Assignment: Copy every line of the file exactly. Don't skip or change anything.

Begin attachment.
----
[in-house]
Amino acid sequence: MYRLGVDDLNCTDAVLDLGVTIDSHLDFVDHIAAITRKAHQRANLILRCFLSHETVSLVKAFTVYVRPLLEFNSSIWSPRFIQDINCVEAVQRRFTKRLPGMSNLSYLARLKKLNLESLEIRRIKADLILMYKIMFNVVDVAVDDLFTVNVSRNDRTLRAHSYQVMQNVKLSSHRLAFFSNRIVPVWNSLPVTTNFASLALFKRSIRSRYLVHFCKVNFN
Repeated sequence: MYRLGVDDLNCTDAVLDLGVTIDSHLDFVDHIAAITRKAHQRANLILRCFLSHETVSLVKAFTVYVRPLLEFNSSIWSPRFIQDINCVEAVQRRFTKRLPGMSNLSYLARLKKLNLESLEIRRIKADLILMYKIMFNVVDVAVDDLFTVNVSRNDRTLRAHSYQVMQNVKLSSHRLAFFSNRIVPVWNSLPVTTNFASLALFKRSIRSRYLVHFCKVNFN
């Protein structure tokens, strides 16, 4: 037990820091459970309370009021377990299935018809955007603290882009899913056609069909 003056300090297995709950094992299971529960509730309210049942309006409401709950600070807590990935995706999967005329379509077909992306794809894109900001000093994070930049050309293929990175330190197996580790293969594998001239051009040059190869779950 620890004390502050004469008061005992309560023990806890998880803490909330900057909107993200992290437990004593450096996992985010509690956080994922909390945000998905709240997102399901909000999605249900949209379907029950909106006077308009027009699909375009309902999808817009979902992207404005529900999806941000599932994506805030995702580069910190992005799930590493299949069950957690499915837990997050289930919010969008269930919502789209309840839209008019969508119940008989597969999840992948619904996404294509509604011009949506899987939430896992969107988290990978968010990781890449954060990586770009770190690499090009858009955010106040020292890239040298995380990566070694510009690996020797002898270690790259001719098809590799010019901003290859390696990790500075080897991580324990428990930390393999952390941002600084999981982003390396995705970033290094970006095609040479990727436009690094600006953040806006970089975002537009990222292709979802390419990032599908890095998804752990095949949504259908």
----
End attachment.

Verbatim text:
[in-house]
Amino acid sequence: MYRLGVDDLNCTDAVLDLGVTIDSHLDFVDHIAAITRKAHQRANLILRCFLSHETVSLVKAFTVYVRPLLEFNSSIWSPRFIQDINCVEAVQRRFTKRLPGMSNLSYLARLKKLNLESLEIRRIKADLILMYKIMFNVVDVAVDDLFTVNVSRNDRTLRAHSYQVMQNVKLSSHRLAFFSNRIVPVWNSLPVTTNFASLALFKRSIRSRYLVHFCKVNFN
Repeated sequence: MYRLGVDDLNCTDAVLDLGVTIDSHLDFVDHIAAITRKAHQRANLILRCFLSHETVSLVKAFTVYVRPLLEFNSSIWSPRFIQDINCVEAVQRRFTKRLPGMSNLSYLARLKKLNLESLEIRRIKADLILMYKIMFNVVDVAVDDLFTVNVSRNDRTLRAHSYQVMQNVKLSSHRLAFFSNRIVPVWNSLPVTTNFASLALFKRSIRSRYLVHFCKVNFN
């Protein structure tokens, strides 16, 4: 037990820091459970309370009021377990299935018809955007603290882009899913056609069909 003056300090297995709950094992299971529960509730309210049942309006409401709950600070807590990935995706999967005329379509077909992306794809894109900001000093994070930049050309293929990175330190197996580790293969594998001239051009040059190869779950 620890004390502050004469008061005992309560023990806890998880803490909330900057909107993200992290437990004593450096996992985010509690956080994922909390945000998905709240997102399901909000999605249900949209379907029950909106006077308009027009699909375009309902999808817009979902992207404005529900999806941000599932994506805030995702580069910190992005799930590493299949069950957690499915837990997050289930919010969008269930919502789209309840839209008019969508119940008989597969999840992948619904996404294509509604011009949506899987939430896992969107988290990978968010990781890449954060990586770009770190690499090009858009955010106040020292890239040298995380990566070694510009690996020797002898270690790259001719098809590799010019901003290859390696990790500075080897991580324990428990930390393999952390941002600084999981982003390396995705970033290094970006095609040479990727436009690094600006953040806006970089975002537009990222292709979802390419990032599908890095998804752990095949949504259908």